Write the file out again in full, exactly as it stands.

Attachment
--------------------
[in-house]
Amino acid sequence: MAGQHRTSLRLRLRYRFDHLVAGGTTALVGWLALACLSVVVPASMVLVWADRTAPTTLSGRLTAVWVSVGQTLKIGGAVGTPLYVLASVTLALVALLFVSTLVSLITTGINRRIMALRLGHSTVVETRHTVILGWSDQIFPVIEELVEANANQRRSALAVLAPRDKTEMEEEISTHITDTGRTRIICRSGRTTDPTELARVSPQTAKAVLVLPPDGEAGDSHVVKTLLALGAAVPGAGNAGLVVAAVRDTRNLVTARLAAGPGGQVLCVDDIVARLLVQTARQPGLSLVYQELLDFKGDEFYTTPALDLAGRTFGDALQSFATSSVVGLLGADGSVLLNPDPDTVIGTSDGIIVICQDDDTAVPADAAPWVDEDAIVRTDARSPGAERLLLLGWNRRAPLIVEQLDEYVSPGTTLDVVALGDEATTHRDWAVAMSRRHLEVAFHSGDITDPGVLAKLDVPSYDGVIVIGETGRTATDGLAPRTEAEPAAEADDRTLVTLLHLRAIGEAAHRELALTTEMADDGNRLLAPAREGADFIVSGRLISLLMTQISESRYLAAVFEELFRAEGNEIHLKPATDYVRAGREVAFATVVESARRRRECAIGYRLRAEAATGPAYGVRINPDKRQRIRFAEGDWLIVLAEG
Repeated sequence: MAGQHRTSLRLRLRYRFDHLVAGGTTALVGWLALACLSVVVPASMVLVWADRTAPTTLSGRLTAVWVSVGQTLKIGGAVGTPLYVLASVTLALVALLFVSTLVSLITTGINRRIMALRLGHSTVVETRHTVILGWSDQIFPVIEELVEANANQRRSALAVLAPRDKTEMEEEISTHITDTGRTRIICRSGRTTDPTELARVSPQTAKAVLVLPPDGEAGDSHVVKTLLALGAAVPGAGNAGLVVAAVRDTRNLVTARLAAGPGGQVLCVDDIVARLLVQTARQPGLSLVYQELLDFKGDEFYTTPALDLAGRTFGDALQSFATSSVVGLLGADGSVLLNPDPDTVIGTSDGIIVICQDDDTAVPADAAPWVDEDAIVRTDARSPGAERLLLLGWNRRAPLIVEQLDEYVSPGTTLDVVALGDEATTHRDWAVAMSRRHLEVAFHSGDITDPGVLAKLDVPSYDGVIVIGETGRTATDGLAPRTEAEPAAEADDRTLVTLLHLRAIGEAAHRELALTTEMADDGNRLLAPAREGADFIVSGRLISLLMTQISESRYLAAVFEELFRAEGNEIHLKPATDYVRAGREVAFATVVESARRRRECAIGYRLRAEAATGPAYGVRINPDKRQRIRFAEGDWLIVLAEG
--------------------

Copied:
[in-house]
Amino acid sequence: MAGQHRTSLRLRLRYRFDHLVAGGTTALVGWLALACLSVVVPASMVLVWADRTAPTTLSGRLTAVWVSVGQTLKIGGAVGTPLYVLASVTLALVALLFVSTLVSLITTGINRRIMALRLGHSTVVETRHTVILGWSDQIFPVIEELVEANANQRRSALAVLAPRDKTEMEEEISTHITDTGRTRIICRSGRTTDPTELARVSPQTAKAVLVLPPDGEAGDSHVVKTLLALGAAVPGAGNAGLVVAAVRDTRNLVTARLAAGPGGQVLCVDDIVARLLVQTARQPGLSLVYQELLDFKGDEFYTTPALDLAGRTFGDALQSFATSSVVGLLGADGSVLLNPDPDTVIGTSDGIIVICQDDDTAVPADAAPWVDEDAIVRTDARSPGAERLLLLGWNRRAPLIVEQLDEYVSPGTTLDVVALGDEATTHRDWAVAMSRRHLEVAFHSGDITDPGVLAKLDVPSYDGVIVIGETGRTATDGLAPRTEAEPAAEADDRTLVTLLHLRAIGEAAHRELALTTEMADDGNRLLAPAREGADFIVSGRLISLLMTQISESRYLAAVFEELFRAEGNEIHLKPATDYVRAGREVAFATVVESARRRRECAIGYRLRAEAATGPAYGVRINPDKRQRIRFAEGDWLIVLAEG
Repeated sequence: MAGQHRTSLRLRLRYRFDHLVAGGTTALVGWLALACLSVVVPASMVLVWADRTAPTTLSGRLTAVWVSVGQTLKIGGAVGTPLYVLASVTLALVALLFVSTLVSLITTGINRRIMALRLGHSTVVETRHTVILGWSDQIFPVIEELVEANANQRRSALAVLAPRDKTEMEEEISTHITDTGRTRIICRSGRTTDPTELARVSPQTAKAVLVLPPDGEAGDSHVVKTLLALGAAVPGAGNAGLVVAAVRDTRNLVTARLAAGPGGQVLCVDDIVARLLVQTARQPGLSLVYQELLDFKGDEFYTTPALDLAGRTFGDALQSFATSSVVGLLGADGSVLLNPDPDTVIGTSDGIIVICQDDDTAVPADAAPWVDEDAIVRTDARSPGAERLLLLGWNRRAPLIVEQLDEYVSPGTTLDVVALGDEATTHRDWAVAMSRRHLEVAFHSGDITDPGVLAKLDVPSYDGVIVIGETGRTATDGLAPRTEAEPAAEADDRTLVTLLHLRAIGEAAHRELALTTEMADDGNRLLAPAREGADFIVSGRLISLLMTQISESRYLAAVFEELFRAEGNEIHLKPATDYVRAGREVAFATVVESARRRRECAIGYRLRAEAATGPAYGVRINPDKRQRIRFAEGDWLIVLAEG